Political developments in the Czech Republic are not regionally specific. They are part of a broader development of modern society. It resembles developments such as in Italy. Key features of these developments are weak parties, a feeling of distrust about the future and a fear of change. Vladimír Špidla, a former Prime Minister of the Czech Republic (2002-2004), tells us about the evolution of the Left in his country.
Before the Czech elections in October 2017, typical questions associated with the socio-economic conditions of human life played a role much smaller than ever before. The situation in the Czech Republic was excellent in all aspects. Salaries and pensions were growing, the crime rate was one of the lowest compared internationally, the unemployment rate fell below 3 percent. Overall, we can say that full employment was achieved while a high amount of population was part of the labour market.
Yet, a general feeling of uncertainty played a significant role. Although in general, people stated that their position in life is good, they had but a very small trust in a more distant future. There was a deeply rooted idea that the current state of things is very fragile. Traditional political parties, with their long history in politics, had, at the point of such a strong anxiety, a very disadvantageous position. Great failures make part of history, too. The 2008 crisis shook the certainties of the Czech population. It also shook the trust in the European Union. It turned out that the European Union is not an automatic provision of prosperity.
Political parties of any kind, including the left-wing, have a very little membership, which is also why they are not able to stand for political interests in a convincing way.
Weakness of Political Parties Endangers Democracy
Central European societies experienced several decades of a closed authoritative system, which only strengthened the xenophobic feelings and the fear of a big open world impossible for an individual to encompass. The Czech Republic is not the only case. Federal Republic of Germany can serve as a good example, or its eastern parts to be precise. However, Central European countries do not form a political and cultural unity. The role of the Czech Republic is also defined by the fact that it cannot, even seemingly, have a political ambition, not even on a regional scope.
It is weak political parties what makes central Europe distinctive. Political parties of any kind, including the left-wing, have a very little membership, which is also why they are not able to stand for political interests in a convincing way. Not to mention that a small number of people can create only very weak organizational structures which hinder the changing of elites in case of a crisis. There is simply a lack of people.
Weakness of political parties endangers democracy, and not only in central Europe, we can also mention Italy. Other entities, often connected with economic groups of different sorts, are occupying the space freed by the political parties. The Czech case proves that, like in Italy, large economic groups do not longer consider it effective to influence democratic structures indirectly, so they have decided to seize them.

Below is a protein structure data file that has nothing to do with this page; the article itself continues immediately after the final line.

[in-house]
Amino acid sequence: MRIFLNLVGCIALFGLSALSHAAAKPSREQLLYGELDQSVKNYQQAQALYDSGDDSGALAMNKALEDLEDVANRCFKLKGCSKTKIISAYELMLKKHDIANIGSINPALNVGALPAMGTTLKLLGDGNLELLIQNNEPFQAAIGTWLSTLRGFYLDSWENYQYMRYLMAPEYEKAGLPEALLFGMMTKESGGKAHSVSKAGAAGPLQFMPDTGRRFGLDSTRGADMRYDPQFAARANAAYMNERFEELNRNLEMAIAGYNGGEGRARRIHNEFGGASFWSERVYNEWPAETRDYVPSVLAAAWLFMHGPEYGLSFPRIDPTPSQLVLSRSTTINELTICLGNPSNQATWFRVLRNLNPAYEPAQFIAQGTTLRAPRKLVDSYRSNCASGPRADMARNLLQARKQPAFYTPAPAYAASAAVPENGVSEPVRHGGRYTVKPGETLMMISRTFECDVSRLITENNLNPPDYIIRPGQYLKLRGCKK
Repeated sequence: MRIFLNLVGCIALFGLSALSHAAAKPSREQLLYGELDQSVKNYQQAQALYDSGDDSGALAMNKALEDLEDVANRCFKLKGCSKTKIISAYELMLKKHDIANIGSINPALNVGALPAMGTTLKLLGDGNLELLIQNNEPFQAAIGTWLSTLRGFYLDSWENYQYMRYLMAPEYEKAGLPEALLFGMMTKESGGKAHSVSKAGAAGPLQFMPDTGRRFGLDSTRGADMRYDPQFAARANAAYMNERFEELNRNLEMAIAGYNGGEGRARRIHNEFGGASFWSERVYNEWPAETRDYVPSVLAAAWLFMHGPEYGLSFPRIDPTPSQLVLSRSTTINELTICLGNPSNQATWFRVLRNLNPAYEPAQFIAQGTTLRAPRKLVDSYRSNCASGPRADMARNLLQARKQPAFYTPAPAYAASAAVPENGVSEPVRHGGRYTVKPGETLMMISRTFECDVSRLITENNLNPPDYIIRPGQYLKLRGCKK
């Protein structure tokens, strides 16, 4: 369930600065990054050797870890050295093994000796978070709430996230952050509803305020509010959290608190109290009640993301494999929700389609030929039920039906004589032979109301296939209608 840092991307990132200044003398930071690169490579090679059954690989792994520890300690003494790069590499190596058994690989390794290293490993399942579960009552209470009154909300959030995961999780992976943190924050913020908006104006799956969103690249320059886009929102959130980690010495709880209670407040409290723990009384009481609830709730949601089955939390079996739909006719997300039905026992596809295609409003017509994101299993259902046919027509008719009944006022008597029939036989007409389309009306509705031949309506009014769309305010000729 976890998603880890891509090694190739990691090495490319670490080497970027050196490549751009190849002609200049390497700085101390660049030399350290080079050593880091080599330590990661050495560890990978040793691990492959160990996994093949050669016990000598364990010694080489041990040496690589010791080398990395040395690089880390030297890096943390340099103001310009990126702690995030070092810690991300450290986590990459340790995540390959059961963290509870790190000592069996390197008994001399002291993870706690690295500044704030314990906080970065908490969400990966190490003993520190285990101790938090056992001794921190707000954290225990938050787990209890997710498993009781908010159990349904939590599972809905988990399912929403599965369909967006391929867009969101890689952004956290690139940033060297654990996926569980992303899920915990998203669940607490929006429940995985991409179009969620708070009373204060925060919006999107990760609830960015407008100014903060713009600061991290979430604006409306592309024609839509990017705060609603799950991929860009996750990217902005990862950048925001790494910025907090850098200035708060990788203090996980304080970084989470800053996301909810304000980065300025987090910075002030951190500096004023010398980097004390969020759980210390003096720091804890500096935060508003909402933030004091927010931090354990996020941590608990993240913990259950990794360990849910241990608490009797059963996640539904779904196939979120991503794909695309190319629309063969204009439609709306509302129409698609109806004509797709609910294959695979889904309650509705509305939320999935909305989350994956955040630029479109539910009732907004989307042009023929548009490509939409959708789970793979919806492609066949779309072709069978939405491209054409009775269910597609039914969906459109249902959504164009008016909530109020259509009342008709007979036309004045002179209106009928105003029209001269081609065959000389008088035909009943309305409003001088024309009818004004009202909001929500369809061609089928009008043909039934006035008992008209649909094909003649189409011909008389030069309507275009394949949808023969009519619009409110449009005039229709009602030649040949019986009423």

A typical example from the Czech Republic is the political movement ANO, led by a billionaire with a substantial direct media power. His movement has no history in politics and, technically, not even a political programme. This enables him to, in combination with the media ownership, create a certain messianic idea, as well as an idea of stability and problem solving.
The current Czech political practice features a lack of trust in general conceptions and the unwillingness to reform the system in any direction.
Demand for Selective Openness
The current Czech political practice features a lack of trust in general conceptions and the unwillingness to reform the system in any direction. That is why non-political politics is so strong, meaning the politics which is not based on a value system but saying instead: I am not going to change anything, but I am going to be much more effective in running the country. And you can, of course, benefit from that.
Another prominent issue is a weakened trust in individual political party figures, triggered by a strong demand for transparency. The same is not demanded from other power elites though, for instance the administrations of big companies. This results in any political figure soon being discredited and used up. This makes any conceptual planning extraordinarily complicated, because the ideas are, especially in their initial state, unelaborated, and so they are easy to rebut.
It is emblematic that the questions of societal transformation caused by technological changes are discussed so little in the Czech Republic. It is also important that the consciousness of the population has internalized, post-communist transformation has more or less ended and it has been set who the winners and the losers are. All the traditional parties were founded or reinstated in the 1990s, they are associated with the transformation, and the transformation itself is not morally accepted. This elicits a somewhat unclear desire for change. It is obvious that traditional political parties, with their history, cannot be the symbolical bearers of such a change.